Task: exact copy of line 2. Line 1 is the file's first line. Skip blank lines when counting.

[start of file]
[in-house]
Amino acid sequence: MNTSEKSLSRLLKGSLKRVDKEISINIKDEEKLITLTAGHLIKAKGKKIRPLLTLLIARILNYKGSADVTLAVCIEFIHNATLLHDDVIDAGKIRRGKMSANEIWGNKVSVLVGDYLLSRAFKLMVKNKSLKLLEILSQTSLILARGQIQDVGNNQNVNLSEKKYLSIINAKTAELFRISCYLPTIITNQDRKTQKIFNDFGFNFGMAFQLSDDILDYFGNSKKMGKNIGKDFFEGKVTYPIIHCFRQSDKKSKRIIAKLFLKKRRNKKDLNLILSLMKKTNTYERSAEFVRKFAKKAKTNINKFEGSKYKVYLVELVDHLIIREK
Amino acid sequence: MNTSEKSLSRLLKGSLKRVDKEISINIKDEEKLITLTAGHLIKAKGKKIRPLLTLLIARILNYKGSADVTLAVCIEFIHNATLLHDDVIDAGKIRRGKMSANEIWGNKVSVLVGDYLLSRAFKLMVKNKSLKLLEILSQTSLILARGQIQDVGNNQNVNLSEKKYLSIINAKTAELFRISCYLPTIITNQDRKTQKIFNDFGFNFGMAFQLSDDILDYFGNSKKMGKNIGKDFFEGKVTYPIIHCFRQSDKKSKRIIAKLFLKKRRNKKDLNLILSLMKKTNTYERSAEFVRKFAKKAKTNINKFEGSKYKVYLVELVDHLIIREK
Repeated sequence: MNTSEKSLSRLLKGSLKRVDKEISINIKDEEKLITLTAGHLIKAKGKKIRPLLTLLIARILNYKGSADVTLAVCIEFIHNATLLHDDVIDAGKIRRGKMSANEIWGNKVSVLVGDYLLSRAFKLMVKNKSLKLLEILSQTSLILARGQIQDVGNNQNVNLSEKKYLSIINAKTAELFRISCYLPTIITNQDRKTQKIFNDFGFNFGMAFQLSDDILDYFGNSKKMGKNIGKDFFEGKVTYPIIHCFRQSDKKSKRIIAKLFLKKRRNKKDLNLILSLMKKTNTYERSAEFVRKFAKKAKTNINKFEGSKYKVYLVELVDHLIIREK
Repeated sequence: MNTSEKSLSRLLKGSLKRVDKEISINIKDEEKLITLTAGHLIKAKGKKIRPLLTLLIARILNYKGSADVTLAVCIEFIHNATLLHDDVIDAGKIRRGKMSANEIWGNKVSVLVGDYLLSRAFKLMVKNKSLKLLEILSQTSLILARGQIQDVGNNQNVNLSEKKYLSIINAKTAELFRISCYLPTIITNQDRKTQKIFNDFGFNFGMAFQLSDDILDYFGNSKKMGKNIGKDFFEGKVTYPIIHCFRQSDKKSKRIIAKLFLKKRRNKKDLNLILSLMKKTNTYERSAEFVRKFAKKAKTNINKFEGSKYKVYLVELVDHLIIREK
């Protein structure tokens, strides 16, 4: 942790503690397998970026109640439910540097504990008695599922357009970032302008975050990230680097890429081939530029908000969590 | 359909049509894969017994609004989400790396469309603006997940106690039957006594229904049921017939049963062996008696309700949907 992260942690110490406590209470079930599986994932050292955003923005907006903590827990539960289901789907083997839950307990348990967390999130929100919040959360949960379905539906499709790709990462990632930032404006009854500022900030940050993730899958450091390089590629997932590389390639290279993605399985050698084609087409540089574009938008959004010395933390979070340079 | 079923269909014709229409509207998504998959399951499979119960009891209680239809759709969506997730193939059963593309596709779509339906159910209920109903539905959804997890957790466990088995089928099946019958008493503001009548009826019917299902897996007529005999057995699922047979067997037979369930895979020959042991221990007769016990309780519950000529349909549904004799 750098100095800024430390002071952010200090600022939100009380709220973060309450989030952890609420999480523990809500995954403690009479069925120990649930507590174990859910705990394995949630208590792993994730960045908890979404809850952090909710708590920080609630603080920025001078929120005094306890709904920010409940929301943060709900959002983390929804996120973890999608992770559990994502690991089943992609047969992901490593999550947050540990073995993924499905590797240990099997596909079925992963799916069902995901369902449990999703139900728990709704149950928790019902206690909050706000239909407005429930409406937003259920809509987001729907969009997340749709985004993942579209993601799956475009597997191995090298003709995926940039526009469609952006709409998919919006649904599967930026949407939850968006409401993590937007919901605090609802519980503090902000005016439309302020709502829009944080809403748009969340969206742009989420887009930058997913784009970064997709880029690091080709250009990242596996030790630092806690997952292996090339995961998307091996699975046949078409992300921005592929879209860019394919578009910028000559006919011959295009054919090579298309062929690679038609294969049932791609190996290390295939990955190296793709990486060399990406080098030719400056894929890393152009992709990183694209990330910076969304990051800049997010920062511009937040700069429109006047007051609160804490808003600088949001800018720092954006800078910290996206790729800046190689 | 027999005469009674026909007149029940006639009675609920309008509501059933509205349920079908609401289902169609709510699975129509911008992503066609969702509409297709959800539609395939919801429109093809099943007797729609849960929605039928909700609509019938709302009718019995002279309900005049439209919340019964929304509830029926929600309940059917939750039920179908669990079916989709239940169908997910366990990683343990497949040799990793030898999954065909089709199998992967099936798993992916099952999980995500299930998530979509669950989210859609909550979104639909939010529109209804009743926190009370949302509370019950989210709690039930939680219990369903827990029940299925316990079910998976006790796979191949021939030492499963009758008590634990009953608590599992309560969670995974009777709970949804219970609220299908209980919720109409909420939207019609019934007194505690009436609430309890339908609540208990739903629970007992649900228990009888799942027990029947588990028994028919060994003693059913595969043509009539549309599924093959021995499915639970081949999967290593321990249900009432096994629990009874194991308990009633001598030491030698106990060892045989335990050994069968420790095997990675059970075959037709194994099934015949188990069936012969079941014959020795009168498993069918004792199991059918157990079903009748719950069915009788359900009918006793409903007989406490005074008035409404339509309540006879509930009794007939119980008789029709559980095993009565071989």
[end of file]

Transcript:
Amino acid sequence: MNTSEKSLSRLLKGSLKRVDKEISINIKDEEKLITLTAGHLIKAKGKKIRPLLTLLIARILNYKGSADVTLAVCIEFIHNATLLHDDVIDAGKIRRGKMSANEIWGNKVSVLVGDYLLSRAFKLMVKNKSLKLLEILSQTSLILARGQIQDVGNNQNVNLSEKKYLSIINAKTAELFRISCYLPTIITNQDRKTQKIFNDFGFNFGMAFQLSDDILDYFGNSKKMGKNIGKDFFEGKVTYPIIHCFRQSDKKSKRIIAKLFLKKRRNKKDLNLILSLMKKTNTYERSAEFVRKFAKKAKTNINKFEGSKYKVYLVELVDHLIIREK